But Indiana looked inside itself and failed to lose without a fight. The defensive intensity ramped up a notch and the Hoosiers kept chipping away at the lead as the crowd — the majority of which stayed — kept right with them. A James Blackmon Jr. and-1 in transition brought the Hoosiers within five with 1:47 to go. Playing the foul game to stop the clock, Indiana stuck with it and pulled within three points (72-69) thanks to a Nick Zeisloft 3-pointer (5-of-8 from distance) with 27 seconds to go. After a Michigan State timeout, the Spartans inbounded the ball to Matt Costello and he was fouled with 24 seconds left. He’d miss the first free throw. And the second.
Suddenly, Indiana had the ball with a chance to tie. After a shaky possession, Blackmon Jr. appeared to be fouled as he went up for a 3-point attempt. The refs called it on the floor. Blackmon made the first free throw. And the second. One point game at 72-71. Travis Trice would make his first free throw on the subsequent IU foul and miss his second. 73-71 Michigan State. As Yogi Ferrell streaked down the floor, Denzel Valentine made a crucial error and fouled him near halfcourt to send Ferrell to the line with a chance to tie the game on a double bonus with just two second left. Valentine knew it. He put his hands in his face and bent over at the top of the key.
Indiana needed a miracle to crawl back into this one, and it looked like it had just gotten it.
Thoughts on a 77-63 loss to the Hawkeyes:
Just get through the first half of the Big Ten season alive, they said. It was supposed to be all downhill from there. The Hoosiers did more than that. They exceeded what was expected of them, winning games they started as underdogs. They won on the road. Some in the media were singing the praise of Tom Crean and his Hoosiers. There was coach of the year talk. The Hoosiers were dubbed as the most watchable team in the country.
But there hasn’t been much watchable about this team of late. After starting 5-1 in the Big Ten, Indiana’s just 4-7 since then. The Hoosiers are limping towards the finish line, and it’s all passing them by.
This Indiana team was always built to score and it simply hasn’t happened over the last 60 minutes of play. Indiana went ice cold against Northwestern in the second half, shooting 3-ball after 3-ball over its zone and not scoring a field goal for 10:06. Indiana didn’t hit a drought quite as big tonight, but it wasn’t markedly better. In a sloppy first half for both squads, the Hoosiers hit just two field goals over the final 10:15 of the first half. And that two could have been just one if Robert Johnson didn’t hit a long 2 at the buzzer.
Beyond the scoring drought, the Hoosiers also turned the ball over on 27.2 percent of their possessions in the first frame. They’d finish the half scoring just .85 points per possession. Iowa had some trouble with the ball as well (21.2 TO%) and Indiana actually held them under a point per possession (.97).
A 32-28 halftime deficit wasn’t insurmountable, but Indiana wasn’t giving off many positive vibes.
Thoughts on a 72-65 loss to the Wildcats:
EVANSTON, Ill. – The 3-pointers stopped falling. Indiana’s energy started to sag. And when Vic Law and Yogi Ferrell got tied up at the 13:53 mark in the second half and exchanged some words after the fact with the Wildcats up three (49-46), Northwestern’s contingent of Welsh-Ryan Arena started to roar.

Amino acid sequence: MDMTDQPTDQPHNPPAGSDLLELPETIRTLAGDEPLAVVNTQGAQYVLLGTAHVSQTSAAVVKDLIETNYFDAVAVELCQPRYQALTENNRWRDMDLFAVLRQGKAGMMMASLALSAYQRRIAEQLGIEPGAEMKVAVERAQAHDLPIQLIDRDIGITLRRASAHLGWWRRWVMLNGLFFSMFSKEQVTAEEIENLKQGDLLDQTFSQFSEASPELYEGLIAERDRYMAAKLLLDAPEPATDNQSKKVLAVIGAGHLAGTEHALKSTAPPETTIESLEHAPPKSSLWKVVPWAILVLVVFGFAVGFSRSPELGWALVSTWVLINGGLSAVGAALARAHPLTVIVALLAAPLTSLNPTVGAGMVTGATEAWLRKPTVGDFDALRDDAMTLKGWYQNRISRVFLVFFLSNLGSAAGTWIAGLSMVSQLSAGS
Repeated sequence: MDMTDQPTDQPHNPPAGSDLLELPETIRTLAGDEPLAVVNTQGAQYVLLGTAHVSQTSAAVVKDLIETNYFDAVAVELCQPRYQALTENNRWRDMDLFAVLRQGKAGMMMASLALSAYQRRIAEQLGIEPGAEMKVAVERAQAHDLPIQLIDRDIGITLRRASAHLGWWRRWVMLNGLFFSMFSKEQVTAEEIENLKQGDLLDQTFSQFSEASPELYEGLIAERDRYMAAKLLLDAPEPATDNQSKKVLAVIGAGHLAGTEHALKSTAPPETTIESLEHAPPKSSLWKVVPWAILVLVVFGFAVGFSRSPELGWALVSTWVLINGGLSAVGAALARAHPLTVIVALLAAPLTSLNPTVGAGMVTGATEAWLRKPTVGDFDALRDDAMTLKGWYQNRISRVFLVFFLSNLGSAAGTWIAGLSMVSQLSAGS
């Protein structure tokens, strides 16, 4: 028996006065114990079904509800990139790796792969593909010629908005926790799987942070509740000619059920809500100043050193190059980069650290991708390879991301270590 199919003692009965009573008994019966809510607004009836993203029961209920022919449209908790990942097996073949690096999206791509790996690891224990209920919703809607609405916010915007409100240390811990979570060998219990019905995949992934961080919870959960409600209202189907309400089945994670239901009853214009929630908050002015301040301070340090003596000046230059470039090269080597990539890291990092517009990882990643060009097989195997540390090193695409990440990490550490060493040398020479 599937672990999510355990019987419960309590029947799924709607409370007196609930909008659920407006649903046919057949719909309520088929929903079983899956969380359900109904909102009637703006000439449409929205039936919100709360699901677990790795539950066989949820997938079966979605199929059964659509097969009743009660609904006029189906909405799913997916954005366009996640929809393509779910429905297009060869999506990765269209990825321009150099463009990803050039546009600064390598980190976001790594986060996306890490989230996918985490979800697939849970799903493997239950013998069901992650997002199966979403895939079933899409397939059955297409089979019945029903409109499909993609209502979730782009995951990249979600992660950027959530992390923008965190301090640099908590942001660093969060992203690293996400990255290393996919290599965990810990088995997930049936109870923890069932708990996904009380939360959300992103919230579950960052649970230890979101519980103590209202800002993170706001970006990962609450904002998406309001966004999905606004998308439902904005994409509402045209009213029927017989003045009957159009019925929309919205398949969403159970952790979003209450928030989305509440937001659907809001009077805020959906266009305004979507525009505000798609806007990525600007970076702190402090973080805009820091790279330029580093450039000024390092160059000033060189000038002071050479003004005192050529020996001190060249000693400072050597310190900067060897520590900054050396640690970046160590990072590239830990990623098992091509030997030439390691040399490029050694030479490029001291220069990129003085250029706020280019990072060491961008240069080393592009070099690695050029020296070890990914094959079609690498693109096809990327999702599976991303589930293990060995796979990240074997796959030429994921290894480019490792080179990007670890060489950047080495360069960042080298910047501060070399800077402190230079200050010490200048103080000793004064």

The momentum began to swing the Wildcat Way, and Indiana fell into an awful offensive drought. After an even 40-40 first half where both teams blazed out of the gate at 1.41 points per possession each and played little defense, Troy Williams hit a lay-up at the 13:23 mark to pull the Hoosiers within one at 49-48.
But from there it was clank after clank after clank. Indiana failed to record a point for the next 10:06 of the game until Williams hit a jumper in the paint at the 3:17 mark. Indiana tried to rally from there, scoring 17 of its 25 second half points over that final 3:17. A press, one Tom Crean said in his post-game remarks in hindsight he could have started sooner, helped a little. But the 12-point hole it had dug itself was just too big.
“The same shots we were making with ease in the first half, we were missing in the second half,” Tom Crean said in his post-game press conference. “The same looks.”
Thoughts on a 84-54 win against the Scarlet Knights:
The mental makeup of this Indiana squad has proven to be pretty resilient this season. And so any lingering effects from the Purdue loss simply didn’t manifest at The RAC on Sunday evening. Indiana took care of business in a big way against a Rutgers squad coming in losers of 10 straight en route to a 30-point blowout.
The Hoosiers started the game shaky with four turnovers before the first media timeout. But they carried a 10-point lead (40-30) into the break. A 9-0 run to start the second half opened the floodgates and the rout was on. James Blackmon Jr. (17 points, seven rebounds) paced the Indiana offense in the first half on some nice scores at the bucket and behind the line. Hanner Mosquera-Perea was active from the onset and it helped him get to the line eight times this evening. He made seven of those attempts and went 3-of-3 from the floor — including a nice finish on a pick-and-roll with Yogi Ferrell — to end the contest with a career-high 13 points.
Ferrell played the role of distributor in the first half but exploded offensively after the break. He tied Blackmon Jr. with a team-high 17 points to go along with six rebounds and six assists. The Hoosiers didn’t shoot it particularly well from distance up through the beginning of the second half, but started dropping more as the lead ballooned up during the rest of the contest to shoot close to 40 percent from distance (10-of-27, 37 percent). Nick Zeisloft hit 3-of-4 from deep and added a 2-point jumper as the shot clock expired in the first half to finish with 13 points.
Indiana finished with 1.21 points per possession and a 62.1 eFG%. Not its best offensive performance of the season, but a strong one that propelled them to a lopsided victory.